The elephant long attracted circus-goers in America, but the entrance of elephants in political discourse and iconography demand being placed on a global map. If Lincoln adopted the elephant was a powerful symbol of union, and an announcement of the route of southern armies, which became a mascot of the Republican party, the impressive image of inclusion and monumentality was less evident in the new red elephant, lifting its trunks as if to smell the air, unveiled at the Republican Convention of 2020, when the wonder of the elephants that Siam’s King Mongkut hoped to introduce into “the forests of America” in 1861 had receded into history. The attributes of the animal mascot had over the years become fluid, long before the new elephant’s sleek form recaptured its circus origins, reclaiming its status as a circus animal, far from the upright animal who held his sword as a dignified cane. Lincoln judiciously had turned down the offer of a pair of elephants from his royal stock to propagate in American forests, but despite his respectful demurral that “our political jurisdiction . . . does not reach a latitude so low as to favour the multiplication of the elephant,” he readily adopted the iconography of the elephant as an emblem of the union by 1864: in the campaign, he used the slogan “the Elephant is Coming!” to promise the benefits of union as a partisan symbol.

The divide between a munitioned north that held the constitution in its pocket was drafted after Lincoln issued the Emancipation Proclamation, a wartime measure toward the abolishing of enslavement, defending the field of stars and stripes before the propertied southern landowners symbolized by the Kentucky planter and slave-holder who was President of the Confederate States of America, an office and entity the United States never recognized–here mocked as a foolish gentleman leading farmers into battle. By 2020, the Grand Old Party had been internally wrestling with groups promoting the idea that red states might gain an independent sovereign status. While the notion of such a secession was an intellectual siloing, ignoring that the the economic productivity of “blue states” allowed fiscal solvency and social services across many poorer regions of the nation, the 2020 Convention in Charlotte, SC was an attempt to create a sense of coherence in a party that had been animated mostly by its fear of Trump’s twitterfeed over four years, and hoped to find a possible reconciliation in which the party might in fact be best embodied by Donald Trump, even if a large part of his appeal as a Presidential candidate was his status as a political outsider. Was Trump now to be celebrated as an elephant limned by a border of gold, but also reclaiming its popular origins?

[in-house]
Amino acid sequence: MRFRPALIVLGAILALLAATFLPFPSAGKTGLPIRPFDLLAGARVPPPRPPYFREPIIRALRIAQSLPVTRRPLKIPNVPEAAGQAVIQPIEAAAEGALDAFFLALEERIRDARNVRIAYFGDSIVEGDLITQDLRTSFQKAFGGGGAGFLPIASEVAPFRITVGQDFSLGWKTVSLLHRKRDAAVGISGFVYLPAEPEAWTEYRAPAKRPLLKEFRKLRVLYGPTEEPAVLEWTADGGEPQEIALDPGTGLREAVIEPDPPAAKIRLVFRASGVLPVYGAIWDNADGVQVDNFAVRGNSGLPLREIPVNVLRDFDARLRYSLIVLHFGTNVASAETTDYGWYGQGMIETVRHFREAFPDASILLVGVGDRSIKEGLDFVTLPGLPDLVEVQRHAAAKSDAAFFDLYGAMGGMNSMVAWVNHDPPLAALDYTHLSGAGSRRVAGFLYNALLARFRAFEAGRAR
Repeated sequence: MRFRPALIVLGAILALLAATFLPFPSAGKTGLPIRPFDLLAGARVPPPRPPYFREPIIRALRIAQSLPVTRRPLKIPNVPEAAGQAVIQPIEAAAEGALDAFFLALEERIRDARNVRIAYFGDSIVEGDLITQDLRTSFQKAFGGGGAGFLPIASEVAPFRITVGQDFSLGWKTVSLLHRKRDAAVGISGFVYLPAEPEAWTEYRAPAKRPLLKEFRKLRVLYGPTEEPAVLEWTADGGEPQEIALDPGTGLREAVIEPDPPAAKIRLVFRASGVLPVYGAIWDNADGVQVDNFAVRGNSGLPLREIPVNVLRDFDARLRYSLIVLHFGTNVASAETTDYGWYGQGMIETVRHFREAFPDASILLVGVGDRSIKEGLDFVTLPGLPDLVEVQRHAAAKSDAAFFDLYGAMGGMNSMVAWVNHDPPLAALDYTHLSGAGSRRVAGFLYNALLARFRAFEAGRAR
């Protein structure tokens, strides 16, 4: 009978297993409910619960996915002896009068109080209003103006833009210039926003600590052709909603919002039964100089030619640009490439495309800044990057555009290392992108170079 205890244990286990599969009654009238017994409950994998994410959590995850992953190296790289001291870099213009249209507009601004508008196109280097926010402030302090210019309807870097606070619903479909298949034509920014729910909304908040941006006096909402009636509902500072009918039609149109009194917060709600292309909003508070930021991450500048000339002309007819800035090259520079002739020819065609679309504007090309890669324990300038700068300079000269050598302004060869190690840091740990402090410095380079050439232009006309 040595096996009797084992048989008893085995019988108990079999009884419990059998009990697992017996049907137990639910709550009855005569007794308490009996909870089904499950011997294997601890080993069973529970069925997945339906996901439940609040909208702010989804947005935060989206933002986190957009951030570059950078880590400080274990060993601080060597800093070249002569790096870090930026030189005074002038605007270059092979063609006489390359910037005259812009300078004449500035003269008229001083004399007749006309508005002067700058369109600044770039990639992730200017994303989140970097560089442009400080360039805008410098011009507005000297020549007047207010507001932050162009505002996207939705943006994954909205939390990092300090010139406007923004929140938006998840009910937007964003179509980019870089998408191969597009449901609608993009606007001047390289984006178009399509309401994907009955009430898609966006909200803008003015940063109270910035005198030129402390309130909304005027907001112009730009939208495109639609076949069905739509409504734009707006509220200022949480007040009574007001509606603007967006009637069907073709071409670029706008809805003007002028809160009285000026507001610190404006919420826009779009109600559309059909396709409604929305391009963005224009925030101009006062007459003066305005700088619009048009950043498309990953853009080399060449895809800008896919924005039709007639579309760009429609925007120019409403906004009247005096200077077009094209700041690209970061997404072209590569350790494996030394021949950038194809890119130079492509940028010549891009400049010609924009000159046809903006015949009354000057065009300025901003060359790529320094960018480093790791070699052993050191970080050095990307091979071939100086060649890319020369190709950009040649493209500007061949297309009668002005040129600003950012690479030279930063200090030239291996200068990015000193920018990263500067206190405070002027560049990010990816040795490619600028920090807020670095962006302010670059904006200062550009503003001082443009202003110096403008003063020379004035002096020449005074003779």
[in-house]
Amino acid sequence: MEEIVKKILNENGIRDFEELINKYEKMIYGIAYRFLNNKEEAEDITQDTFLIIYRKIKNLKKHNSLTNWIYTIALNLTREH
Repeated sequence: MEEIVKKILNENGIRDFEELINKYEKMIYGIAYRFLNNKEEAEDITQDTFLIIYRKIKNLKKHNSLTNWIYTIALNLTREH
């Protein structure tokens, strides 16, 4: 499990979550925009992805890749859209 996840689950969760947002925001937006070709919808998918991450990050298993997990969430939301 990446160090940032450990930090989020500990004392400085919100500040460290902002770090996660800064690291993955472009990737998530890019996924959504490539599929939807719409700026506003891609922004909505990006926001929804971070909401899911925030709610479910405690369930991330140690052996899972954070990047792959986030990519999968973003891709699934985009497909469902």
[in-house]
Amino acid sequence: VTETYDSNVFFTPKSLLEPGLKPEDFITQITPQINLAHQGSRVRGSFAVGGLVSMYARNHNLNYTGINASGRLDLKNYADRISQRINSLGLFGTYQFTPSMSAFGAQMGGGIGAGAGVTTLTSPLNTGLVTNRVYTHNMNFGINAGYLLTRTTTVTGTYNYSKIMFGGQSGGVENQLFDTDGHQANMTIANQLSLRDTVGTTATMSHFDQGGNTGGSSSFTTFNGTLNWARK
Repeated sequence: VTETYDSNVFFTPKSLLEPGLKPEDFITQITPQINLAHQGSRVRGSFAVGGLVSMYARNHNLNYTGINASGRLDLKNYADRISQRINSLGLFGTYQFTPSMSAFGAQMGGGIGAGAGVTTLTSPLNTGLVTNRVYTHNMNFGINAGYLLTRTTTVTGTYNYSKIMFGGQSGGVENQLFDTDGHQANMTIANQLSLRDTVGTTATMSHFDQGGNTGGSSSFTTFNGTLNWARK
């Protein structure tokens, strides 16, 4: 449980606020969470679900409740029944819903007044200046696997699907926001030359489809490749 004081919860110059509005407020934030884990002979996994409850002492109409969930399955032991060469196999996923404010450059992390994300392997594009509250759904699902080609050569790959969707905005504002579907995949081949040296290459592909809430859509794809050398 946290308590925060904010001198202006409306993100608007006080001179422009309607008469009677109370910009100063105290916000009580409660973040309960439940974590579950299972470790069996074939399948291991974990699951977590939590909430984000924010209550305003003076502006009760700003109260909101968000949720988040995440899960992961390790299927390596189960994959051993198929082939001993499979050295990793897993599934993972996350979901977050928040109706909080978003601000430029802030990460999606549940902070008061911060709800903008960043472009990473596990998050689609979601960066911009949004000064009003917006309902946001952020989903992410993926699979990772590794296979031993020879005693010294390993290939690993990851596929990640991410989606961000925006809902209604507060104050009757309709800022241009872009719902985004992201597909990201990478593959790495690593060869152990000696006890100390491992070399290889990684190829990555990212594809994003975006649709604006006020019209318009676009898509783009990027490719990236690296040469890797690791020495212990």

1. The new mascot was unveiled for the GOP, sleeker and redder, recalling the imperial grandeur; the party would be energized as if to disguise its new status as Party of Trump, by a new mascot rearing its trunk. And although the President boasted of his abilities to correctly identify the image of a pachyderm in the routine Montreal Cognitive Assessment Test in late July, the elephant even became a sign of Trump’s own mental acuity and recall, after he was administered a test for Parkinson’s or dementia he boasted he’d actually “aced.”

Was it a coincidence that, about a month before the 2020 Republican convention, Donald Trump measured his success at a routinely administered test to FOX’s Chris Wallace, by describing having “aced” the Montreal Cognitive Assessment by his adeptness identifying an elephant? Wallace almost scoffed spontaneously he’d undergone the test himself, and knew it well–“”It’s not the hardest test–they have a picture and it says, ‘What’s that?” and it’s an elephant‘” Trump claimed identifying the pachyderm was a sense of extraordinary acuity, as he took the opportunity to taunt his opponent, Joe Biden, who he challenged to take the cognitive test as well.

Montreal Cognitive Assessment Test Administered at Walter Reed

This was not a great moment in American politics. Was it not a delicious irony that the test focussed on the elephant, that image of Republican unity that featured in MoCA test his physicians administered had indeed been revised, for 2020, as a rightward facing red beast, raising its trunk as if to rear, in an attempt to promote party unity?

Perhaps it was karma that the httMoCA test that the VA was administering to test the President’s cognitive condition included the emblem of the republican party where he ha emerged as candidate of choice, and the koanic haiku “man-woman-person-camera-tv” was included, as well, per POTUS, as the memory words–a selection that was not on most versions of the test itself, but seem a softball question for Walter Reed physicians to pitch to the former TV personality, whereas standard fare word lists are non-associative and without clear reference or oppositions–“hand, nylon, park, carrot, yellow”; “face-velvet-church-daisy-red.”